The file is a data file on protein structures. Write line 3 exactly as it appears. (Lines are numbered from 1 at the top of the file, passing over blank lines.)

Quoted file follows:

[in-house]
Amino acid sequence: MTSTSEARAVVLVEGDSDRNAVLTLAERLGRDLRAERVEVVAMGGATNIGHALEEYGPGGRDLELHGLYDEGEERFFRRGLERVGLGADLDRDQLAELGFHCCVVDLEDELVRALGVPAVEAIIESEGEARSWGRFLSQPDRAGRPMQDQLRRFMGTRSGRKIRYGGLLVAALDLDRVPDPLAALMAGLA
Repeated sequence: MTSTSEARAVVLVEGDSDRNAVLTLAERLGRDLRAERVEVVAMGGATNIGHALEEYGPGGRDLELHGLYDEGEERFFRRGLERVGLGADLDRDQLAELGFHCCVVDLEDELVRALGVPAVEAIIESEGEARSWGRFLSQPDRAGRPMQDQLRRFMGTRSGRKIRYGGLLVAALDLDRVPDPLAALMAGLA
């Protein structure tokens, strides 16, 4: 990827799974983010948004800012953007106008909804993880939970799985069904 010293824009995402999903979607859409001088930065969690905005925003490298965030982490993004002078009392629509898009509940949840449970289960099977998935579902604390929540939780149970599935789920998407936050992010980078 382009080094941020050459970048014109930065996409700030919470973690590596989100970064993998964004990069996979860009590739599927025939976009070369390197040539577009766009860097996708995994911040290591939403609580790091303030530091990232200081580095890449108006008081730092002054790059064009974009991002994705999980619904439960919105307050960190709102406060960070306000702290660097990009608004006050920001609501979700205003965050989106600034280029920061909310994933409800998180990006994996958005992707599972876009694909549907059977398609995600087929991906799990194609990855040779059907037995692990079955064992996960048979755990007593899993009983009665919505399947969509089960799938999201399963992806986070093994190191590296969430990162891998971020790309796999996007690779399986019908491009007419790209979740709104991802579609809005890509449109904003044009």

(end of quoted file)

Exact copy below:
Repeated sequence: MTSTSEARAVVLVEGDSDRNAVLTLAERLGRDLRAERVEVVAMGGATNIGHALEEYGPGGRDLELHGLYDEGEERFFRRGLERVGLGADLDRDQLAELGFHCCVVDLEDELVRALGVPAVEAIIESEGEARSWGRFLSQPDRAGRPMQDQLRRFMGTRSGRKIRYGGLLVAALDLDRVPDPLAALMAGLA